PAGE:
I have said it before and I will say it again…The future of boating, and especially Sailing, is in fractional ownership and use like the programs Beneteau, Windpath, and Sailtime are employing.

    Good luck to us all!

  3. Douglyss Giuliana

    It is important to note that “Simplifiers” still do very much want the experiences, they just don’t want to be tied down to “heavy assets”. While spending on vacation homes is falling, spending on exciting and adventurous vacations is climbing. Programs such as SailTime’s fractional memberships allow boaters the opportunity to enjoy time on the water with family and friends, while still simplifying their lives. As the article points out, consumers are not so much cutting back on spending, but rather spreading the spending over more “smaller” pieces. They want to go boating, and drive a luxury sports car, and travel. Fractional programs in all of these industries are giving these Simplifiers what they want. More importantly, these programs also decrease the barriers to entry for new sailors, helping to bring in new consumers to the marine industry.

  4. Lou Sandoval

    Add to this the fact that our state governments are looking for opportunities to tax so called ‘luxury items’ and market contractions may continue.

  5. LARRY RODRIGUEZ

    I DON’T WANT TO SOUND TOO POSITIVE………..BUT I STILL BELIEF A LOT OF BABY BOOMERS COMING UP FOR RETIRING NOW AND IN THE NEXT 2 TO 4 YRS MAY LOOK AT “MOVING ABOARD” AS AN ALTERNATIVE, OR AS A RETIREMENT HOME, AT LEAST SOME ADVENTURIST WILL, AT LEAST FROM THE PERSPECTIVE OF FLAT FULL OWNERSHIP (there’s no giant state tax man waiting for you every year on your boat, just a small registration fee!) VS PAYING ESCALATING PROPERTY TAXES & INSURANCES FOR LAND HOMES DOWN SOUTH. SO I FORESEE A BOOM TO CONTINUE IN THE 30+ MARKET. NOW WHETHER THEY’LL BE BUYING “NEW” BOATS, IS ANOTHER THING!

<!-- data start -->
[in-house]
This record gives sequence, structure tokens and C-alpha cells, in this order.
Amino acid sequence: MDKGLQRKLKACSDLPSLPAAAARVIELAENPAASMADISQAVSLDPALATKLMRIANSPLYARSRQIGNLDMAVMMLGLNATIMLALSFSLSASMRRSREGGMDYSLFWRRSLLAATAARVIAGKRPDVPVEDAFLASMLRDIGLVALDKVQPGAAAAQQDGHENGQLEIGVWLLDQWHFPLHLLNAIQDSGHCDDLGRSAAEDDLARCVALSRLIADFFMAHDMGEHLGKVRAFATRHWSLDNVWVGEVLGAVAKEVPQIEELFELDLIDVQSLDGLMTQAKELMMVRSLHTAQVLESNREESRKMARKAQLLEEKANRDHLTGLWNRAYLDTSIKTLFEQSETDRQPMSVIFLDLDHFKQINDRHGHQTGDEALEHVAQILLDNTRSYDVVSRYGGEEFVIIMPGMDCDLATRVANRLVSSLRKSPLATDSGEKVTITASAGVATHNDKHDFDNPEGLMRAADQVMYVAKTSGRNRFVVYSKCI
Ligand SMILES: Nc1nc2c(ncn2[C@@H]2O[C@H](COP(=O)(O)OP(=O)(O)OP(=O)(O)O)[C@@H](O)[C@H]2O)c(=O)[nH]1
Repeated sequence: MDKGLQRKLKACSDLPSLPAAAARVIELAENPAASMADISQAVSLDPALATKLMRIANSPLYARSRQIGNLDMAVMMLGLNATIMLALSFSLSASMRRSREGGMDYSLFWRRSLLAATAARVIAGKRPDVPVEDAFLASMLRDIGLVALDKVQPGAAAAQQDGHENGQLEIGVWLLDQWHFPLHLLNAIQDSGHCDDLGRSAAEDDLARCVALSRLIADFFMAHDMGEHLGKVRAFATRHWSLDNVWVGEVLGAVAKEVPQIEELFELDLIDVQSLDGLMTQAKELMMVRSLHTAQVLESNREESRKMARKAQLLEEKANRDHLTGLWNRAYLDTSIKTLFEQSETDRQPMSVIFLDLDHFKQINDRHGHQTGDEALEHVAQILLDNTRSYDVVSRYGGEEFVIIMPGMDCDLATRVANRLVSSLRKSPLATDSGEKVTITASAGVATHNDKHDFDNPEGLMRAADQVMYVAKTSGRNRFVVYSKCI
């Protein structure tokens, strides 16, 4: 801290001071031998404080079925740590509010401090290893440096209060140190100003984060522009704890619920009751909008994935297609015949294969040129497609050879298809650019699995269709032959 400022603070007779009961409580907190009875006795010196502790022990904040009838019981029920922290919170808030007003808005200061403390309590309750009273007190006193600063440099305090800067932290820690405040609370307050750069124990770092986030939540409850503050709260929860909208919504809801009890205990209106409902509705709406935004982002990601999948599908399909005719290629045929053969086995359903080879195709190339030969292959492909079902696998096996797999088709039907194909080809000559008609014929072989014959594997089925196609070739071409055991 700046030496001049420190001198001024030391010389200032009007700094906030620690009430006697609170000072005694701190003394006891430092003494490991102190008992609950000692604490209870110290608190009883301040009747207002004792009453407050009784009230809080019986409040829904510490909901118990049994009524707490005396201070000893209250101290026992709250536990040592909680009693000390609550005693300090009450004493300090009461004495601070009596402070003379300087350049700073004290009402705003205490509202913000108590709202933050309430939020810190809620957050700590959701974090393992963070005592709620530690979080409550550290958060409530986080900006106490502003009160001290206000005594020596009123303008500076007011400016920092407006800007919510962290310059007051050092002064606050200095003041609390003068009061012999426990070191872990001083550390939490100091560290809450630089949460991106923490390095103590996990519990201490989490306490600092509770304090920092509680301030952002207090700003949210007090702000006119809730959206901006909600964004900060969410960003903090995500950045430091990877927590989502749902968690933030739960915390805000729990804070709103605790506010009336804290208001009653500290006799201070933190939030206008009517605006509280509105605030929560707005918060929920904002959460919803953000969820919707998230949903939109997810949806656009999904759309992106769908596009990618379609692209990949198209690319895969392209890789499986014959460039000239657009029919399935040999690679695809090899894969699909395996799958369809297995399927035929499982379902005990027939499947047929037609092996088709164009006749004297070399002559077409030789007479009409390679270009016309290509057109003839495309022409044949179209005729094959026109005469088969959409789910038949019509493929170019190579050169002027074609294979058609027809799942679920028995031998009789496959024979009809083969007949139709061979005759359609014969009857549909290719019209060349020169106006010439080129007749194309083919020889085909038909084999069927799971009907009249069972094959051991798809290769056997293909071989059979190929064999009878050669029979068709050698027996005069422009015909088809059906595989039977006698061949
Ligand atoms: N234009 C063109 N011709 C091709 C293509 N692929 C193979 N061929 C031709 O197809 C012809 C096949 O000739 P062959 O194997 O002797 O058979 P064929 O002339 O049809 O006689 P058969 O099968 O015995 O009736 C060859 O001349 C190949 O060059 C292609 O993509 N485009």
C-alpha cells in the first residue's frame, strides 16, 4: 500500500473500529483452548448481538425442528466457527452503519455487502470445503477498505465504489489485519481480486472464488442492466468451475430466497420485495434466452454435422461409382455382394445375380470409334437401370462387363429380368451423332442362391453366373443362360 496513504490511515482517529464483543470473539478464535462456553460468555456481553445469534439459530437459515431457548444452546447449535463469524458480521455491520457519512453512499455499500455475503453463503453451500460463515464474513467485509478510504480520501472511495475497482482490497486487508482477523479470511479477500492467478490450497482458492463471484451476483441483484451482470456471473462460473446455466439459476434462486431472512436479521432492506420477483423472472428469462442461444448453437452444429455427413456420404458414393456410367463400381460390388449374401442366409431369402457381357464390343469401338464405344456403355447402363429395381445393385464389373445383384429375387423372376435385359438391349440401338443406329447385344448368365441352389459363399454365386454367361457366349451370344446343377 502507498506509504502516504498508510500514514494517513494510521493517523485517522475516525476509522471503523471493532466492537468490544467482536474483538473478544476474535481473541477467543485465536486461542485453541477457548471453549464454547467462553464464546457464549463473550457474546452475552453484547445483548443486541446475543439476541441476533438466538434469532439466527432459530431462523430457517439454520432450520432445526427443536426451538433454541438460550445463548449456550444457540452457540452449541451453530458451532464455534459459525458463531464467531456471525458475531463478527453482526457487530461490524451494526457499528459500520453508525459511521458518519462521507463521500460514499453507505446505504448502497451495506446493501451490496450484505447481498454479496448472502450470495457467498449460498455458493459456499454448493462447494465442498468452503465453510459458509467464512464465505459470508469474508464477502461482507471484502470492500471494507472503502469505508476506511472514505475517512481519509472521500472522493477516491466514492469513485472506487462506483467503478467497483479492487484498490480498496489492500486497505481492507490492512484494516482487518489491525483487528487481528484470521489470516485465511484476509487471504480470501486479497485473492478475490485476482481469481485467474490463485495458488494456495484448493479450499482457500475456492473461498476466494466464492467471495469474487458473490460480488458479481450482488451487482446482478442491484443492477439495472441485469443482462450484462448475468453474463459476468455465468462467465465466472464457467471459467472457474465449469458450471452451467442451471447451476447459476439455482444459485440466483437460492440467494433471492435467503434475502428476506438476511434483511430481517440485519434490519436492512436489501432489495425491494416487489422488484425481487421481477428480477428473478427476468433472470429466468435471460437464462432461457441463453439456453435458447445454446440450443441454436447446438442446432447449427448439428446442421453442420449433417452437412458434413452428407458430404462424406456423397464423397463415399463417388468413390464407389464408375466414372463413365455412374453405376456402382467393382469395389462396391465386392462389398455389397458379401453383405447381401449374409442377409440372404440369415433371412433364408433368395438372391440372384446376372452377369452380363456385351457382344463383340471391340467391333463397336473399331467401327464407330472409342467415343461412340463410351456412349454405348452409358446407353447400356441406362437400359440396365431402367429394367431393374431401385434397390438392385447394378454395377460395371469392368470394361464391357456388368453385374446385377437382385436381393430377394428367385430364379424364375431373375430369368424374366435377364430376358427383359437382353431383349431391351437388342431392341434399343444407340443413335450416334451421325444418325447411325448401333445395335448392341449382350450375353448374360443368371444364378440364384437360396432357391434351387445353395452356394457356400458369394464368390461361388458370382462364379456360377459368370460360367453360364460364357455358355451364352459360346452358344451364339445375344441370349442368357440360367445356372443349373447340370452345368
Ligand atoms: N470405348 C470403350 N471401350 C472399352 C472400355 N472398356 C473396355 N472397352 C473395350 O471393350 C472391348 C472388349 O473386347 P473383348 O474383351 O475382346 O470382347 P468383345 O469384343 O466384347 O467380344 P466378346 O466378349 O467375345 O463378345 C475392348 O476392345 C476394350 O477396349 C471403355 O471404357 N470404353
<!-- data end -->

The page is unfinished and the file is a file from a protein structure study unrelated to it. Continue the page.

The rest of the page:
OF COURSE THIS MAY ONLY BE TRUE IF THEIR EXISTING, OR PREVIOUS HOME WAS NOT A VICTIM OF FORECLOSURE, OR THEY DIDN’T LOOSE THEIR BUNS DURING THE LAST 8 MONTHS OR SO OF THE MARKET BLOOD BATH.
    I DID SAY POSITIVE RIGHT?

  6. Candi Thayer

    My belief is that people are just scared. Scared of the “what if’s,” they are being bombarded with on a daily basis through the media. Currently, there are no positive stories being reported only “gloom and doom,” and the result is that Americans are reacting by shutting down spending. This only results in a worsening economy. It is going to take a lot of work and positive influence on behalf of the government, dealers, manufacturers and especially the media to allow consumers to re-open their wallets and spend freely. We need to push the media to write positive articles about our recovering economy, loosening credit offerings and proactive approaches to selling boats. As dealers and manufacturers we need to come together and be proactive in our approaches to moving product. We cannot be reactive and dump products to below cost creating avenues for the media to report more negatively about our industry. We need to focus on the positive opportunities available to us NOW and report on their benefits. We must look at the Inventory Sharing solutions like Marine Dealer Trader and report on how dealers are selling products amongst themselves helping to lower inventory costs, overhead and promote boating. We must create proactive approaches to sales, to each other we must insist on Positive reporting. We can create a positive buzz about the benefits of our industry if we work together. The is a Paradigm Shift taking place whether we like it or not and if we survive depends on how we act not react. I say lead by positive example but the choice is yours so either “get on board” or “abandon ship.”